About the Main Monument
When was it dedicated? Sept. 12, 1889.
What is it made out of? Sculpture: white granite with red granite insignia and bronze relief; Base: Gettysburg granite.
What size is it? Sculpture: approx. 12 ft. 1 in. x 5 ft. x 5 ft.; Base: approx. 14 in. x 6 ft. 6 in. x 6 ft. 6 in.
Who made it? Ryegate Granite Company, fabricator.
What does it depict? Monument consists of a rough-hewn trapezoidal course on a polished pedestal and two-tiered smooth and rough-hewn base. A square relief of the Pennsylvania State Seal is affixed to the front and a polished, four-sided Corps star insignia is on the top. Monument is a multi-part granite shaft topped with a egimental symbol and set on a 6.6 foot square rough cut base that has a smooth cut front with a bronze tablet. The shaft has polished incised inscriptions, bronze medallion, and excised regimental symbol. Overall height is 12.1 feet. Flanking markers are one foot square.
What does it honor? It indicates the position held by the 46th Pennsylvania Infantry on the morning of July 2, 1863 until the regiment left to support the Union left flank on July 3 until the close of the battle.
When was this photograph taken? October 1, 2006.
Where is it located? Located Gettysburg National Military Park, South Slocum Avenue, northeast of Spangler Spring, Gettysburg, Pennsylvania 17325. Located on the east side of Slocum Avenue, above Spangler’s Spring.
Is this monument located along the NPS Auto Tour route? Located on extended tour route that includes Culp’s Hill.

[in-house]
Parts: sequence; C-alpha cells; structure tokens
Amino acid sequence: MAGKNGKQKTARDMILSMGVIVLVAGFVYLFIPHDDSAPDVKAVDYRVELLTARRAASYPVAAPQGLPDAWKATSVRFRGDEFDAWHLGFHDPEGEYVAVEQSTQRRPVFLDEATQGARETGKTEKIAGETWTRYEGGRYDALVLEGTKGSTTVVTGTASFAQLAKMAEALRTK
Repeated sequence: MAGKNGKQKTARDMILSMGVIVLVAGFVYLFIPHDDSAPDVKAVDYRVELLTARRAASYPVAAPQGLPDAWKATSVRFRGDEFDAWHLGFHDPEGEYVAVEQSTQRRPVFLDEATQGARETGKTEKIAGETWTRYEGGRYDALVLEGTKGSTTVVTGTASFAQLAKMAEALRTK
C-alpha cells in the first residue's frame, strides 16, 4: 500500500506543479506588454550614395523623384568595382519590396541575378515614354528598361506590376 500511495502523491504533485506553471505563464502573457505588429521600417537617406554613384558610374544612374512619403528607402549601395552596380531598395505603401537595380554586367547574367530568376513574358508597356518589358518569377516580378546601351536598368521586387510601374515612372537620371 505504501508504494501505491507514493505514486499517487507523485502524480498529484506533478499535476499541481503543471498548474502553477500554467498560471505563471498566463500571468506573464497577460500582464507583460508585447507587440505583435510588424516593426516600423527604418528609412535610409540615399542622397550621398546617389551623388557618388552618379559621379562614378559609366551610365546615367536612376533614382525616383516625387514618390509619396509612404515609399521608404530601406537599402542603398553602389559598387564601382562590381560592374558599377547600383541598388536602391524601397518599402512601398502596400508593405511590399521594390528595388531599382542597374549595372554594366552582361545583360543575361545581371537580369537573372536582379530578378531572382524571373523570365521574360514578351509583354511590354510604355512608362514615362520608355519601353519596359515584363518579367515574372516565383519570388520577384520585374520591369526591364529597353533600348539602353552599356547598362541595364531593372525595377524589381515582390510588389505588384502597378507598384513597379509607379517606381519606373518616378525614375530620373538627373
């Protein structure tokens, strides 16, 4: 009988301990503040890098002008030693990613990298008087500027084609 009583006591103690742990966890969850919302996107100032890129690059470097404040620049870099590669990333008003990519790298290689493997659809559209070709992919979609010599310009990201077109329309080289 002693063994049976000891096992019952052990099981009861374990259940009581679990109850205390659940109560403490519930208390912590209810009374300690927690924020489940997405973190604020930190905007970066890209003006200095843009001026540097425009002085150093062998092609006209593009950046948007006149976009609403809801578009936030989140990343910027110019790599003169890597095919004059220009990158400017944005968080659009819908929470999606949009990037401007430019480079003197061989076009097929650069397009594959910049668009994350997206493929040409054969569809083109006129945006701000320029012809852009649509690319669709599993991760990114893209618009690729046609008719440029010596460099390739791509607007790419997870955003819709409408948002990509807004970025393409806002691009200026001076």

Has this monument been moved or changed? This monument has not been moved. The bronze plaque describing the events of July 3 & 4 was added in 1914.
Commander: Col. James L. Selfridge (1824-1887).
Number Engaged: 262
Casualties: 2 killed, 10 wounded, 1 missing
After Action Report: After Action Report of Col. James L. Selfridge (will open a pop up window).
Raised: Allegheny, Berks, Dauphin, Luzerene, Mifflin, Northampton, and Potter counties.
Notable Facts: The 46th Pennsylvania also has a monument on the Cedar Mountain Battlefield. Out of a total of 504 engaged, the regiment lost 31 killed, 102 wounded, and 111 taken prisoner or missing, a casualty rate of 48% at that battle.
Regimental History ~ Dyer’s Compendium of the War of the Rebellion:
Organized at Harrisburg October 31, 1861. Ordered to Join Banks November, 1861. Attached to Gordon’s Brigade, Banks’ Division, to March, 1862. 1st Brigade, 1st Division, Banks’ 5th Corps, and Dept. of the Shenandoah to June, 1862. 1st Brigade, 1st Division, 2nd Corps, Army of Virginia, to September, 1862. 1st Brigade, 1st Division, 12th Army Corps, Army of the Potomac, to October, 1863, and Army of the Cumberland to April, 1864. 1st Brigade, 1st Division, 20th Army Corps Army of the Cumberland, to July, 1865.